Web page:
Anna Karenina

Leo Tolstoy’s novel begins and ends with a death under a train. The novel’s titular heroine watches as a railroad worker is killed shortly after she meets the dashing soldier Vronsky. After the two embark on a scandalous affair that tears Anna’s marriage — and reputation — apart, she throws herself onto the train tracks in literature’s most famous suicide. The extreme emotions and passionate affairs it describes make Anna Karenina one of the most acclaimed novels ever written.

Life and death

For Anna, who is haunted by mortality throughout the novel, death becomes an escape from the despair she feels as her life falls apart. For the novel’s other main character, Levin, thoughts of death and the loss of his brother force him to contemplate the true meaning of life.


Anna and Vronsky’s passionate affair has disastrous consequences: Anna finds herself isolated from society, separated from her family, and so desperate that she ends her own life. Many of us still search for passion in our lives — but what does that really mean?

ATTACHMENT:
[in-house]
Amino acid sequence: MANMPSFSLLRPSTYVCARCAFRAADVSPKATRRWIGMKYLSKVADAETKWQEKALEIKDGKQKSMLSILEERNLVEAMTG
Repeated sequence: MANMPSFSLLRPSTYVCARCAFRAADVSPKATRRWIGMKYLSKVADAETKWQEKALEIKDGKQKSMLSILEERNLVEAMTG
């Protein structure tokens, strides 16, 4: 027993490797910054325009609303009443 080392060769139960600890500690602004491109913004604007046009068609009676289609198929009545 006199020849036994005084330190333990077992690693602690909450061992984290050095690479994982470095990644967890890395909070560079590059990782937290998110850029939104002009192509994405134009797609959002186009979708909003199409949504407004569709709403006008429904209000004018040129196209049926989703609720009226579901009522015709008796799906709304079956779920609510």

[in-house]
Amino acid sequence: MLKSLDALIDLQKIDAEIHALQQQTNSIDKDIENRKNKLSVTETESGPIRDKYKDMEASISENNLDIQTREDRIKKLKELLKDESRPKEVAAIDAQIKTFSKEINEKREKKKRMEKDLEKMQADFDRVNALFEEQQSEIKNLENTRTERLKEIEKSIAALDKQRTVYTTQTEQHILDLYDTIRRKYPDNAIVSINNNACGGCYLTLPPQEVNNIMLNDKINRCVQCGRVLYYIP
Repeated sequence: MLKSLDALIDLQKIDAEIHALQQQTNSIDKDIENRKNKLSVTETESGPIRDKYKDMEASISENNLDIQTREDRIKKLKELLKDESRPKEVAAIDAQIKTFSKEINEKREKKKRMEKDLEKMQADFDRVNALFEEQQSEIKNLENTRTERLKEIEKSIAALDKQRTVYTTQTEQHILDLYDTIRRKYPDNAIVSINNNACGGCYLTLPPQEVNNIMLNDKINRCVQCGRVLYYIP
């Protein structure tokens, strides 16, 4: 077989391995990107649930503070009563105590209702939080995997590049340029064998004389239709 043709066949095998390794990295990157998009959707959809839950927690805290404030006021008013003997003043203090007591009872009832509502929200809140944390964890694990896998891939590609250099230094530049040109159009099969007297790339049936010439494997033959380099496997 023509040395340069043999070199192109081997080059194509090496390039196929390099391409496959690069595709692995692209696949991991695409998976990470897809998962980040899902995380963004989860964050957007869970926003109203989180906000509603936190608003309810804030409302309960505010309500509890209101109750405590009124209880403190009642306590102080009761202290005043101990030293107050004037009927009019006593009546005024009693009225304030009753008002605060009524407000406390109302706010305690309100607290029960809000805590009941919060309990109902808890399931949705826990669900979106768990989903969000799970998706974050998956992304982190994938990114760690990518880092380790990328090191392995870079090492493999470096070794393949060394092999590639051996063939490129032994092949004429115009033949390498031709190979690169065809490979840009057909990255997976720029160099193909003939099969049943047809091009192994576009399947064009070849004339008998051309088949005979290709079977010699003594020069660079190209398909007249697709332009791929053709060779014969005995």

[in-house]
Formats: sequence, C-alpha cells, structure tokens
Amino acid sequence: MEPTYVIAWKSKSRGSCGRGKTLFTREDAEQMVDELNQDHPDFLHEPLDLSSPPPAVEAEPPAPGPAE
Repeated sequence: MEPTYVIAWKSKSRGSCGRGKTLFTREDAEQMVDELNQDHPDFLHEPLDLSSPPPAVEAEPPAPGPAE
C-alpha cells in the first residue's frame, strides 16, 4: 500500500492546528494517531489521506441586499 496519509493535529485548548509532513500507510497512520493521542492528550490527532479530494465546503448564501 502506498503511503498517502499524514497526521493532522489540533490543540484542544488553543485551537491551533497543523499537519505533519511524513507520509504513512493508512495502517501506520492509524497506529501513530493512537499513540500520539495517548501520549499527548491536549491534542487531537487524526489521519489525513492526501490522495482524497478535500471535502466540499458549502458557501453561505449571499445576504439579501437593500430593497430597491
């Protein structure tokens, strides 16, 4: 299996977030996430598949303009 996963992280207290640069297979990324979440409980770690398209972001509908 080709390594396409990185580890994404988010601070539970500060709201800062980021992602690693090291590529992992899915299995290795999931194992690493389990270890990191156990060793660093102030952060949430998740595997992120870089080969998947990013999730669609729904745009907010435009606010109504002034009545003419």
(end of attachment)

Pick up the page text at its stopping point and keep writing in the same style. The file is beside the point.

‘All happy families are alike; each unhappy family is unhappy in its own way.’ These are the opening words of Tolstoy’s Anna Karenina, whose main characters struggle to find fulfilment throughout the novel. Should happiness be our ultimate goal? And how can we find it?

Social change

Russia in the 1870s was a society at a crossroads. As old traditions began to fade, questions of gender roles, European influence and class all contributed to feelings of uncertainty, confusion and doubt. How is our own culture changing?


Tolstoy reflects on the nature of religion throughout Anna Karenina. Many of the novel’s most devout figures are ridiculed for hypocrisy, but Levin eventually comes to find comfort and faith in a purer form of Christianity. How is religion viewed today?